When Texas lawmakers banned abortions after 20 weeks in 2013, the ban wasn't totally devoid of compassion for women. There were a few exceptions to the 20-week ban; for instance, abortions "that are performed on unborn children with severe fetal abnormalities" would still be allowed. For Representative Matt Schaefer, a Tyler Republican, that wasn't good enough. Schaefer is now proposing an amendment to a bill that originally had little to do with abortion but is now getting abortion-crazy, as bills tend to do here. Under Schaefer's measure, abortions performed 20 weeks after conception "on the basis that the fetus has a severe and irreversible abnormality" would no longer be allowed.
Schaefer, of course, has a nice, flowery way of describing fetal abnormalities. The phrase "dead babies" is notably absent from Schaefer's speech introducing the amendment on the House floor:
"In my opinion, this practice just doesn't value what God values, and God values that life inside the womb. God values that child who is defenseless. And when you think about a baby inside its mother, it's the most defenseless among all of our people. But a baby that has abnormalities is even more defenseless, and we have seen a trend, not just in the United States, but in other parts of the world, that these babies, because they may have severe disabilities, are being aborted for that reason."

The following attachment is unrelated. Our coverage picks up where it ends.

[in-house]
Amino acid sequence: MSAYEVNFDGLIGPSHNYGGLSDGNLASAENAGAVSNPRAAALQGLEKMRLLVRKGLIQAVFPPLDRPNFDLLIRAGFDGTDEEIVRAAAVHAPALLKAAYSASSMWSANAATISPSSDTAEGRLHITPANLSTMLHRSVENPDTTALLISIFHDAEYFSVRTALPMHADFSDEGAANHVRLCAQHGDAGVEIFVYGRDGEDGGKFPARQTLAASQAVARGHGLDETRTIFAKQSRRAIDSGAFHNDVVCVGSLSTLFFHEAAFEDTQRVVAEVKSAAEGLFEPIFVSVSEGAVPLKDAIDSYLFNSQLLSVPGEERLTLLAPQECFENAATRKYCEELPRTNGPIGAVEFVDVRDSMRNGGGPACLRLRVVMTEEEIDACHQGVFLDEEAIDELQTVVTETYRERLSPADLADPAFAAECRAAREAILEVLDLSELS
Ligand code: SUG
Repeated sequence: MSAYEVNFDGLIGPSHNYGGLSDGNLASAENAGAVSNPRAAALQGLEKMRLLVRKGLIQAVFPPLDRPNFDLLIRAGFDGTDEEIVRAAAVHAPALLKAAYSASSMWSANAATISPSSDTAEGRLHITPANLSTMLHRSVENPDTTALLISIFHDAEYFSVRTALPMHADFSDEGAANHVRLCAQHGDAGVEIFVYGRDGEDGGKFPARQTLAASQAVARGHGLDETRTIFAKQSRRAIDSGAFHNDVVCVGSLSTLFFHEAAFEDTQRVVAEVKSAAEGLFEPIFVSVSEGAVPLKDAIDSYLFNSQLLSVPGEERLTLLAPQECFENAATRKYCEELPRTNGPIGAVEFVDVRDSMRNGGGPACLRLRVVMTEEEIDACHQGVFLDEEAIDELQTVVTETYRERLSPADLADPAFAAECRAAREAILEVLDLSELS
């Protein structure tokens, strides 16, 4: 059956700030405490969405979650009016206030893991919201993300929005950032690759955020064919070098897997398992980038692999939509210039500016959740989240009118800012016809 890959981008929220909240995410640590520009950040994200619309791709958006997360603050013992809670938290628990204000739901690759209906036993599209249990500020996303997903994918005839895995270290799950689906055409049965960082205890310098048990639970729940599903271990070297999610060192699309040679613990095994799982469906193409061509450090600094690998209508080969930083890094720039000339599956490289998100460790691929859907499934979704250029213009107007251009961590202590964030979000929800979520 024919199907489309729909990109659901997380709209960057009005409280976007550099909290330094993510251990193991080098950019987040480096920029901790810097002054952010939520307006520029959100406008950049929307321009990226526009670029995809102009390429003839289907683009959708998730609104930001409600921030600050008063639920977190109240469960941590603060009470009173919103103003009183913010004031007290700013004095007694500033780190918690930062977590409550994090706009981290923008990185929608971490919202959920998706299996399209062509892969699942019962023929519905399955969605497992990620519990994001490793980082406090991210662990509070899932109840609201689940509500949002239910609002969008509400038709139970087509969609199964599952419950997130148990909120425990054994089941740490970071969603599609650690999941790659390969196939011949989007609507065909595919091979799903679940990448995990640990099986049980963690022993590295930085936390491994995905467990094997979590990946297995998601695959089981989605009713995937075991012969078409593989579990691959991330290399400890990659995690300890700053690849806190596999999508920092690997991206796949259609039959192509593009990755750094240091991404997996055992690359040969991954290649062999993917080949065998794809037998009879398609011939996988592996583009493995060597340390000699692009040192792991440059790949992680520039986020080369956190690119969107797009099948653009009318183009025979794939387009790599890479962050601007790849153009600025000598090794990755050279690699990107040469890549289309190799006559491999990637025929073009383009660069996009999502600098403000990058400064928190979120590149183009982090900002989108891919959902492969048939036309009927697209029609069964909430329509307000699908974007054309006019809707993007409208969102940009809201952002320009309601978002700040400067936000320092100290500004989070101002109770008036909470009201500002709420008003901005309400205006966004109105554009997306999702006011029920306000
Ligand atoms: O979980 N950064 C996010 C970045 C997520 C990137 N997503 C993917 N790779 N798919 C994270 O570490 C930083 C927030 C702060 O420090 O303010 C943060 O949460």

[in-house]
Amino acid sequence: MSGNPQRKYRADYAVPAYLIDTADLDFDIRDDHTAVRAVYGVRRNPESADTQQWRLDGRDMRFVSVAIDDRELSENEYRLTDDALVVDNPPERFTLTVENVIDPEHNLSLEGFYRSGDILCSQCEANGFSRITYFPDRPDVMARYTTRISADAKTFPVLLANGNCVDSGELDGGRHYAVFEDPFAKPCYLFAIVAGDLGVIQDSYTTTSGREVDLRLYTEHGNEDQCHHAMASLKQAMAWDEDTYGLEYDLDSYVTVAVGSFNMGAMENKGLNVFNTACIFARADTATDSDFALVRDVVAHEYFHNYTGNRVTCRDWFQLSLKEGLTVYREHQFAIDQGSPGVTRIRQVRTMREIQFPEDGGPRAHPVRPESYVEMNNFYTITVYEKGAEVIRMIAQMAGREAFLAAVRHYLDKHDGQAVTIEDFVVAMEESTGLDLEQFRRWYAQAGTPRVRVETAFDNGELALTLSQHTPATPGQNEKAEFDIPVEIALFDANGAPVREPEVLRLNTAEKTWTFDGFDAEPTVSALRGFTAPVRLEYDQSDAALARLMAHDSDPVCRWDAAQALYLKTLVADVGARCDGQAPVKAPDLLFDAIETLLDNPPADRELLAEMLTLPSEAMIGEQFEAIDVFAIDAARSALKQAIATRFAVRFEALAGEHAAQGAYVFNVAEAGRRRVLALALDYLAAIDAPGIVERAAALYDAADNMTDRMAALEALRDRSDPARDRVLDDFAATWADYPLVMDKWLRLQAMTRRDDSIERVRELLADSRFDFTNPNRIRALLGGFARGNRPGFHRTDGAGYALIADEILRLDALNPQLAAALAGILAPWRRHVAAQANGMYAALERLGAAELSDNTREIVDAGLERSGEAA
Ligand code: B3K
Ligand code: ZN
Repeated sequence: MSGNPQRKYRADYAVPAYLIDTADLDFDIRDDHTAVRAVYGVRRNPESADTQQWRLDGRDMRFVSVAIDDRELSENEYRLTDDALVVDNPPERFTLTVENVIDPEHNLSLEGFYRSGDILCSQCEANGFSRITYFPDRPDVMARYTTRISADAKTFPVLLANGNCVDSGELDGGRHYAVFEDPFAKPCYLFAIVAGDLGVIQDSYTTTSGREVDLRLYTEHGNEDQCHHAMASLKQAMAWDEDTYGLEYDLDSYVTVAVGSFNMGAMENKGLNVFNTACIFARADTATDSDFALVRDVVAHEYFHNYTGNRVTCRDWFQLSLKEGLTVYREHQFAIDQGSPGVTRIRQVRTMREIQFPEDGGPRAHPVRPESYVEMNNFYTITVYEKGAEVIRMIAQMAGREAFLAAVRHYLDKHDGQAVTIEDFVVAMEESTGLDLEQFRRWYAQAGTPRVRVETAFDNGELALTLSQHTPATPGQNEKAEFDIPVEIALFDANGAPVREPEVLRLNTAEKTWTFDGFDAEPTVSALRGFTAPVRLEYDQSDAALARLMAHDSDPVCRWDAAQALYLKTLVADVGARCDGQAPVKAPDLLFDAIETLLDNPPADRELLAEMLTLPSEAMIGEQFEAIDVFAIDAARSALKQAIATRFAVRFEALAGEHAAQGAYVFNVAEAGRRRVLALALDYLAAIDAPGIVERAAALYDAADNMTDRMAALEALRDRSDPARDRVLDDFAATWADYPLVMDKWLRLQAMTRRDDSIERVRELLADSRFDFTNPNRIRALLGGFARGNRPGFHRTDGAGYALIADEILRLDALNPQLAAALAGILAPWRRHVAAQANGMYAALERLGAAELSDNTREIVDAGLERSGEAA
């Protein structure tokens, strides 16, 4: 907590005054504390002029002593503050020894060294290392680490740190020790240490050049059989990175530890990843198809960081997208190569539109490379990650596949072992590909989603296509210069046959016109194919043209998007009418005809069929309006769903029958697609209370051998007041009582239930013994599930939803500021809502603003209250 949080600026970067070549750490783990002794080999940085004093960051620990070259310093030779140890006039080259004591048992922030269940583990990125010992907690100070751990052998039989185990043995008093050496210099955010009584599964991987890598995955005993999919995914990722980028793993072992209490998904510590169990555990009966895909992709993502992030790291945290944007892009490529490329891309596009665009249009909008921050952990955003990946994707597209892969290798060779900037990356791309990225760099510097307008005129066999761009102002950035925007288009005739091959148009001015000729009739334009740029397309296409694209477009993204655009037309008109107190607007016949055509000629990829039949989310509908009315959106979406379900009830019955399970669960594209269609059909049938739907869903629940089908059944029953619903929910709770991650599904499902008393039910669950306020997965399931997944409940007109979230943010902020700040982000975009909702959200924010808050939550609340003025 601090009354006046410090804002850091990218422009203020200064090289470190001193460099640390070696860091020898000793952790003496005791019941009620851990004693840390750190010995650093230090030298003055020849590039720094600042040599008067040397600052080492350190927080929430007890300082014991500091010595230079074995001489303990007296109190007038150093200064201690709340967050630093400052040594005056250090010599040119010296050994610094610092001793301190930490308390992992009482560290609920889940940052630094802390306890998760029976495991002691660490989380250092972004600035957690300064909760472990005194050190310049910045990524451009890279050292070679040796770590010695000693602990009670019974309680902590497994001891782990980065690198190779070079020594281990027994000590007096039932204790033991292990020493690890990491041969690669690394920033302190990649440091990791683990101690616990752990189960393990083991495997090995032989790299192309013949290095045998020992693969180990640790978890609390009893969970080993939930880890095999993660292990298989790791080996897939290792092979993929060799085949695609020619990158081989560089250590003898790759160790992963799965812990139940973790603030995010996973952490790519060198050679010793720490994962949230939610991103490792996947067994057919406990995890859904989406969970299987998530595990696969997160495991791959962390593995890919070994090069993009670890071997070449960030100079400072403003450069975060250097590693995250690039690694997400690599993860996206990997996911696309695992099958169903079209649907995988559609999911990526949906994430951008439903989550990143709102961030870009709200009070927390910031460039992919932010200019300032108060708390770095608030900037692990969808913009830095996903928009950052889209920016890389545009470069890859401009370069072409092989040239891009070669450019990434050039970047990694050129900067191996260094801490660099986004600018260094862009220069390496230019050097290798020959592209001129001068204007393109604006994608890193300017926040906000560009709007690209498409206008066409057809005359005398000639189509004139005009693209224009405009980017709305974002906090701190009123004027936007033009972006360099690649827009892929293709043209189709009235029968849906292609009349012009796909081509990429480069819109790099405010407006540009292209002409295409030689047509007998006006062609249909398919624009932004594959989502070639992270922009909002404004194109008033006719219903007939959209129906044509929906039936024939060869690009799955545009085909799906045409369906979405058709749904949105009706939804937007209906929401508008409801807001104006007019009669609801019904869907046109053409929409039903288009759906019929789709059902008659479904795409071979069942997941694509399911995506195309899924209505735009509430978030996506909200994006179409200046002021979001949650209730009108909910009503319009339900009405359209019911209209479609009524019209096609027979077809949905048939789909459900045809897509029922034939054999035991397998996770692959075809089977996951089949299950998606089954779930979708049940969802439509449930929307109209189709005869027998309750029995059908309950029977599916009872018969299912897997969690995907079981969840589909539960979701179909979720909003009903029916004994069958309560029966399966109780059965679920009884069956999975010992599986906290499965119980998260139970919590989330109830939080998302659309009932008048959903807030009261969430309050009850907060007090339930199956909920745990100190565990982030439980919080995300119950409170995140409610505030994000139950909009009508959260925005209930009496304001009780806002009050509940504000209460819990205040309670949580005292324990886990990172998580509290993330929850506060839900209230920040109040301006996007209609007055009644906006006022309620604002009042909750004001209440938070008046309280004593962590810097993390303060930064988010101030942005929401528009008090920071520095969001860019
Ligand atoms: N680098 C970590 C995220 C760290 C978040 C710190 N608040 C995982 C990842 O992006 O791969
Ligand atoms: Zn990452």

His beautiful way of describing fetal abnormalities distracts the public from the crude question: Why force women to give birth to dead babies? In an email to Unfair Park, Schaefer insists that his amendment won't do that. "It deals only with living babies," he writes. "This is about protecting disabled babies from late-term abortions after 20 weeks when they feel pain. Your question is based upon a lie that has been spread by opponents of the measure."
Fine. What if the "severe and irreversible abnormality" is anencephaly, a condition in which the fetus develops without much of its brain and skull? Babies with the condition rarely survive more than a few days outside the womb. "Have you read the amendment?" Schaefer responded, otherwise refusing to answer the question.
The amendment doesn't address anencephaly specifically, but Schaefer has previously given a shout-out to women bearing fetuses that wouldn't survive more than a few days outside the womb. "That doesn't discount a mother and family who's in a situation where the baby is not going to survive for very long, and that tears at my heart for that situation, and I know that's very difficult," he said on the House floor before adding a caveat: "But the healing hands of a physician are for healing, not for destroying. The purpose of this agency is public health, not to destroy life. " We stand formally corrected. Schaefer will not force women to give birth to dead babies. Under his measure, women will only be forced to give birth to almost-dead babies.
Send your story tips to the author, Amy Silverstein.
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